pesticides

Guam Pesticide Safety Education Program (PSEP)

The Guam Pesticide Safety Education Program (PSEP) is a service provided by the University of Guam Cooperative Extension Service. We offer training courses leading to certification in the following areas. The actual testing and certification of pesticide applicators is done by the Guam Environmental Protection Agency.

Click here for PSEP Contact Information

Click here for information on pesticide laws and regulations for Guam

Core: This is the prerequisite course that needs to be taken in order to receive one’s certification card for a particular category. Without taking this course you cannot get a pesticide applicator license.
Next course: TBA
Core Manual

Private License: Persons using or supervising those using restricted use pesticides for the purpose of producing any agricultural commodity on property owned or rented by him or his employer. Training and manual are identical to those for Category 1a.

Commercial Licenses:

Category 1a (Commercial Agricultural Plant Pest Control): Persons purchasing, using, or supervising the use of restricted use pesticides in the production of agricultural crops, as well as non-crop agricultural lands.
Next course: TBA
Category 1a/Private Applicator Manual

Pesticide Laws and Regulations for Guam

Pesticide use on Guam is regulated by the Federal Insecticide, Fungicide, and Rodenticide Act (FIFRA) and the Guam Pesticide Act of 2007.  Theses laws are enforced by the Guam Environmental Protection Agency (GEPA) under the authority of the Guam Pesticide Regulations of 2010.

GEPA should be contacted for any regulatory or legal questions regarding pesticide use on Guam.

 

 

Pesticide Residue Risk Analysis

The Division of Environmental Health of the Guam Department of Public Health and Social Services (DPSS) collected samples of fresh produce from a fresh vegetable stand on Guam on March 24, 2009 and sent these to a Food and Drug Administration (FDA) laboratory for pesticide residue analysis. FDA detected less than 0.01 ppm of permethrin on what was described as either "pechay "or "bok choy" and 0.03 ppm of bifenthrin on what was described as "Kam Kong". These pesticides are not approved for use on the vegetables on which they were found.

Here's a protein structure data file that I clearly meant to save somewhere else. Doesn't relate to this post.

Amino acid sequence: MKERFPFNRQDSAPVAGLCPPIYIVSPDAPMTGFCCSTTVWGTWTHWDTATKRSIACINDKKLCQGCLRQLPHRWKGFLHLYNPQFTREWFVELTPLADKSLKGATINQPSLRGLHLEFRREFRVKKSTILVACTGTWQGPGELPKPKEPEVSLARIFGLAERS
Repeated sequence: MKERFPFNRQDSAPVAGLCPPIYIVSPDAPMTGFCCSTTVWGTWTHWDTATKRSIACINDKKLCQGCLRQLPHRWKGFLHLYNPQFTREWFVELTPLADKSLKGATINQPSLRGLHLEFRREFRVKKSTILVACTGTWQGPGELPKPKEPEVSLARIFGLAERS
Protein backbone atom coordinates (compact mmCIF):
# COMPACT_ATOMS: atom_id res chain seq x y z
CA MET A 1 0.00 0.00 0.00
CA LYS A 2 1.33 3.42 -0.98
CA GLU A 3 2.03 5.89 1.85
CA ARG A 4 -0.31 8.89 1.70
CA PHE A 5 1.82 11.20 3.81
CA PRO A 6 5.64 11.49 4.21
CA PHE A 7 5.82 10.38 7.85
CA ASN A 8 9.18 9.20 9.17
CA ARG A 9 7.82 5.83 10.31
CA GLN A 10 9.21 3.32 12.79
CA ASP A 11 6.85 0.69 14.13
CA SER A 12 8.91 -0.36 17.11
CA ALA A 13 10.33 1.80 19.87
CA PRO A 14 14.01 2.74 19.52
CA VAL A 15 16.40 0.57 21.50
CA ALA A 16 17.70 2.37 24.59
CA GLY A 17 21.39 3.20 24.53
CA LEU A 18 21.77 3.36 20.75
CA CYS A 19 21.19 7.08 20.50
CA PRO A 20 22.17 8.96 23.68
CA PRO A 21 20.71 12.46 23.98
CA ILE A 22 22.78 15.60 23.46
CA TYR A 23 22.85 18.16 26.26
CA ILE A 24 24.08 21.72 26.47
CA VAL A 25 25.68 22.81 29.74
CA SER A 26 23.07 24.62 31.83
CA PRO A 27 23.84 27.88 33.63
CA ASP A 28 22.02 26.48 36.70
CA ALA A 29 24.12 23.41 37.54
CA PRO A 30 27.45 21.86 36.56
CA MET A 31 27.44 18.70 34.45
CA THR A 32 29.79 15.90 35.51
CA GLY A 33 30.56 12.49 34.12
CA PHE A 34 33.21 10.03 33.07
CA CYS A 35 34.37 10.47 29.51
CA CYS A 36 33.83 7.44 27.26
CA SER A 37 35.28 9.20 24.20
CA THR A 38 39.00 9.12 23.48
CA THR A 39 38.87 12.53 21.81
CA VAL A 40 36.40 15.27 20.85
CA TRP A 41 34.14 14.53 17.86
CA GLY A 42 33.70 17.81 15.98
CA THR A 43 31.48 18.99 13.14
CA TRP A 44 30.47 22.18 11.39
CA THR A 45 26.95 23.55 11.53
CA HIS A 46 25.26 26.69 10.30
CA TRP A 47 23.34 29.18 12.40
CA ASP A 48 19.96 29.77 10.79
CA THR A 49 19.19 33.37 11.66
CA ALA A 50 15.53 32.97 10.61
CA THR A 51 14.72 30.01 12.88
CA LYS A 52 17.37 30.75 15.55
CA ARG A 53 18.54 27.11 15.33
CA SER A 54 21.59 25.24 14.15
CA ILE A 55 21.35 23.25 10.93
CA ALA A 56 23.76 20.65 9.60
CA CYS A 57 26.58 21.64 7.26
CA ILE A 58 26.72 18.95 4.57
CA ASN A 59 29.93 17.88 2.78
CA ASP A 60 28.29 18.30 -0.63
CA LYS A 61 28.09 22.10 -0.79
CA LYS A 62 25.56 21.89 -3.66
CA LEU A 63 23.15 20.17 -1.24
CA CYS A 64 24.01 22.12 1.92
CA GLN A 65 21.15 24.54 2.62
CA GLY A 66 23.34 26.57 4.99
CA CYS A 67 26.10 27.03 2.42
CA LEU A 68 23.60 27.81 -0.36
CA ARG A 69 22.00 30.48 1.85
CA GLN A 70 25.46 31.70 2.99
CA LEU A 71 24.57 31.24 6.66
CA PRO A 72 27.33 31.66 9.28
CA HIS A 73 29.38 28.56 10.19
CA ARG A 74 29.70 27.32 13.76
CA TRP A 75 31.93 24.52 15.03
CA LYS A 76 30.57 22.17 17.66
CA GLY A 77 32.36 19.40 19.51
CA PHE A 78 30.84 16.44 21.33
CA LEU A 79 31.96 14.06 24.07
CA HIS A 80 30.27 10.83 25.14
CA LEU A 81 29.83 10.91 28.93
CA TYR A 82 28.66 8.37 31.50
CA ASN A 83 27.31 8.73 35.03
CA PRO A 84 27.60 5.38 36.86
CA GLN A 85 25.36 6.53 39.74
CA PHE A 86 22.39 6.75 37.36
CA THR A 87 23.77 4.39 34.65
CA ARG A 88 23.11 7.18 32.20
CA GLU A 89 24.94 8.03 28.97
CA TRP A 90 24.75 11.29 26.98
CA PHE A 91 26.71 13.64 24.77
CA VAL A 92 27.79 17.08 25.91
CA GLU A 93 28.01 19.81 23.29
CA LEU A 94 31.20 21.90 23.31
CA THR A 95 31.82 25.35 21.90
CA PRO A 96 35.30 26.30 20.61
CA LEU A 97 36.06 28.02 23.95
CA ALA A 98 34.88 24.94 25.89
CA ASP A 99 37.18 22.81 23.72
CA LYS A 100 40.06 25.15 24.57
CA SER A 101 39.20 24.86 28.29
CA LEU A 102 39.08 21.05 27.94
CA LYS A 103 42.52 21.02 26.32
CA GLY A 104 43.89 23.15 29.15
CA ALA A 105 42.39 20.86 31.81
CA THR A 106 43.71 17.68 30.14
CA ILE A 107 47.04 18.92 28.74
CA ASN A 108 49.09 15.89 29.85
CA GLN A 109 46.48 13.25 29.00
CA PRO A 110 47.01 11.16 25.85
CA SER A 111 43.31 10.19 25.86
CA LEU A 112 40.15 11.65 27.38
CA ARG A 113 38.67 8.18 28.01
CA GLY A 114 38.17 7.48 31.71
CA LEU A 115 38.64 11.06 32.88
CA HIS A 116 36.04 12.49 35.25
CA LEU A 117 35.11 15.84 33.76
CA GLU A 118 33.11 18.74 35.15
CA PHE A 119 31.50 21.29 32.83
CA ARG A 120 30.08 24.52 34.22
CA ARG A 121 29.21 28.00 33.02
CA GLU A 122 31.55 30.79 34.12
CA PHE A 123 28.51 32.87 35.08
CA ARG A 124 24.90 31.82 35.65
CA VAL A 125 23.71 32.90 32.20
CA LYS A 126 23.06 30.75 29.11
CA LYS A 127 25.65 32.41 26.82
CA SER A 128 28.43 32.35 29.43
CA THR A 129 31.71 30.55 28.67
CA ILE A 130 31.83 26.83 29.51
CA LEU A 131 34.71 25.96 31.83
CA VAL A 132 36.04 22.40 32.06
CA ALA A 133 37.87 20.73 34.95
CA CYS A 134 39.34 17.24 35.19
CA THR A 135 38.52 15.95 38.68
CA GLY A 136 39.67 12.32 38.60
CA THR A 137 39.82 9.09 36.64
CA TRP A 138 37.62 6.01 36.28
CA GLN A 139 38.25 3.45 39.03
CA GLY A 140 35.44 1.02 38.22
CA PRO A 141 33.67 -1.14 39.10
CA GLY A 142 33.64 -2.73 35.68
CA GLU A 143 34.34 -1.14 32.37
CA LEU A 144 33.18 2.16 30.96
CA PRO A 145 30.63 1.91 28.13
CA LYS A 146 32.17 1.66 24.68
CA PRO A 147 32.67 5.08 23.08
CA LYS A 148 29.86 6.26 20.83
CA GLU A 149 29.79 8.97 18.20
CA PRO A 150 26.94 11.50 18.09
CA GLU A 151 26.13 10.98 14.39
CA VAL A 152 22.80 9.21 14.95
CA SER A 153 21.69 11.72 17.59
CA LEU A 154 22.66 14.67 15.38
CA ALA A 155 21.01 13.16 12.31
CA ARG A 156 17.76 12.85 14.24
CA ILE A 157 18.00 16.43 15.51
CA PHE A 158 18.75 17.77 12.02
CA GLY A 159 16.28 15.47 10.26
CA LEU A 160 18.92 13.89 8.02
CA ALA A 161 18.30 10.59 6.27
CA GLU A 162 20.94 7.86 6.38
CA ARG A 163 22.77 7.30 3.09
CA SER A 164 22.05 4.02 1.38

The attached analysis indicates that the detected residues pose minimal risk to Guam's consumers.

Pesticide Safety Tips To Keep Your Family Out of Danger

Pesticide Safety Tips To Keep Your Family Out of Danger

By Lee S. Yudin
Pacific Daily News
July 25, 1998

Pesticides are chemical substances used to kill or greatly reduce pests. For example, insecticides are used to control insects, herbicides are used to eliminate weeds and Rodenticides to kill mice and rats. The misuse of these chemicals can be extremely dangerous to humans and to our environment.

Pesticides can enter the body in four major ways: oral exposure (when you swallow a pesticide), ocular exposure (when you get a pesticide into your eyes), and dermal exposure (when you get a pesticide on your skin). Pesticide poisoning most commonly occurs in children under five years of age. A simple rule that will help reduce the risk of the number of pesticide poisonings is to keep all pesticides locked up.

Below, I have listed Pesticide Safety Tips that has a homeowner you need to be aware of when either storing, using, or disposing pesticide containers.

Home Pesticide Safety

Home Pesticide Safety

By Lee S. Yudin, Ph.D.

Pacific Daily News

November 27, 1999

 

Pesticides are chemical substances used to kill or greatly reduce pests. For example, Insecticides are used to control insects; Herbicides are used to eliminate weeds; and Rodenticides to kill mice and rats. The misuse of these chemicals can be extremely dangerous to humans and to our environment.

Pesticides can enter the body in four major ways: oral exposure (when you swallow a pesticide); inhalation exposure (when you inhale a pesticide); ocular exposure (when you get a pesticide into your eyes); and dermal exposure (when you get a pesticide on your skin). Pesticide poisoning most commonly occurs in children under five years of age. A simple rule that will help reduce the risk of the number of pesticide poisonings is to keep all pesticides locked up.

Below, I have listed Pesticide Safety Tips that, as a homeowner, you need to be aware of when either storing, using, or disposing of pesticide containers.

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